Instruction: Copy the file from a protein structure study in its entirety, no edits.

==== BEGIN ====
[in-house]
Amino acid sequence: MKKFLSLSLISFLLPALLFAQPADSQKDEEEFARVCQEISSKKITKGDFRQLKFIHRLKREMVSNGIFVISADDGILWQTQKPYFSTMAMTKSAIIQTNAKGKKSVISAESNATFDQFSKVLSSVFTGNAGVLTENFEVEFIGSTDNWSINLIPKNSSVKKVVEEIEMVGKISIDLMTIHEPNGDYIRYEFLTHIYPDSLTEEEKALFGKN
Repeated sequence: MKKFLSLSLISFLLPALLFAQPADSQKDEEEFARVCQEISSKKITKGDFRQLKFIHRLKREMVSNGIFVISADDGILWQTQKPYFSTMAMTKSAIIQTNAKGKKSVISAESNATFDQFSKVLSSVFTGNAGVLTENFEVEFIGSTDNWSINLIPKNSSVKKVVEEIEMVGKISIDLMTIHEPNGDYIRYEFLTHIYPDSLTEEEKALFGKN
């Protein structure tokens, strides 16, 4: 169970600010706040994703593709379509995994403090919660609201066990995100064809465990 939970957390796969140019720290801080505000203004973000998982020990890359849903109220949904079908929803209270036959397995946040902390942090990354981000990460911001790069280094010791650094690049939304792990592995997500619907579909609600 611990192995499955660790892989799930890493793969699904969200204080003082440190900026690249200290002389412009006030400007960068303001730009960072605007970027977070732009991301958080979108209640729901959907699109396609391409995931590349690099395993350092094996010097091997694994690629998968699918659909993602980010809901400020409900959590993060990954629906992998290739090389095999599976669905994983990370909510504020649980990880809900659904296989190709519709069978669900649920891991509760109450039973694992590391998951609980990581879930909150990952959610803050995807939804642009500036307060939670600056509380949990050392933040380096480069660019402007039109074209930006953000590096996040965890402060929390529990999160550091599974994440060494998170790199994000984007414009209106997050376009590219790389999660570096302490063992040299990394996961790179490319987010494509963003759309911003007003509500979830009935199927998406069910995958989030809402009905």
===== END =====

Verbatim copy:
[in-house]
Amino acid sequence: MKKFLSLSLISFLLPALLFAQPADSQKDEEEFARVCQEISSKKITKGDFRQLKFIHRLKREMVSNGIFVISADDGILWQTQKPYFSTMAMTKSAIIQTNAKGKKSVISAESNATFDQFSKVLSSVFTGNAGVLTENFEVEFIGSTDNWSINLIPKNSSVKKVVEEIEMVGKISIDLMTIHEPNGDYIRYEFLTHIYPDSLTEEEKALFGKN
Repeated sequence: MKKFLSLSLISFLLPALLFAQPADSQKDEEEFARVCQEISSKKITKGDFRQLKFIHRLKREMVSNGIFVISADDGILWQTQKPYFSTMAMTKSAIIQTNAKGKKSVISAESNATFDQFSKVLSSVFTGNAGVLTENFEVEFIGSTDNWSINLIPKNSSVKKVVEEIEMVGKISIDLMTIHEPNGDYIRYEFLTHIYPDSLTEEEKALFGKN
């Protein structure tokens, strides 16, 4: 169970600010706040994703593709379509995994403090919660609201066990995100064809465990 939970957390796969140019720290801080505000203004973000998982020990890359849903109220949904079908929803209270036959397995946040902390942090990354981000990460911001790069280094010791650094690049939304792990592995997500619907579909609600 611990192995499955660790892989799930890493793969699904969200204080003082440190900026690249200290002389412009006030400007960068303001730009960072605007970027977070732009991301958080979108209640729901959907699109396609391409995931590349690099395993350092094996010097091997694994690629998968699918659909993602980010809901400020409900959590993060990954629906992998290739090389095999599976669905994983990370909510504020649980990880809900659904296989190709519709069978669900649920891991509760109450039973694992590391998951609980990581879930909150990952959610803050995807939804642009500036307060939670600056509380949990050392933040380096480069660019402007039109074209930006953000590096996040965890402060929390529990999160550091599974994440060494998170790199994000984007414009209106997050376009590219790389999660570096302490063992040299990394996961790179490319987010494509963003759309911003007003509500979830009935199927998406069910995958989030809402009905």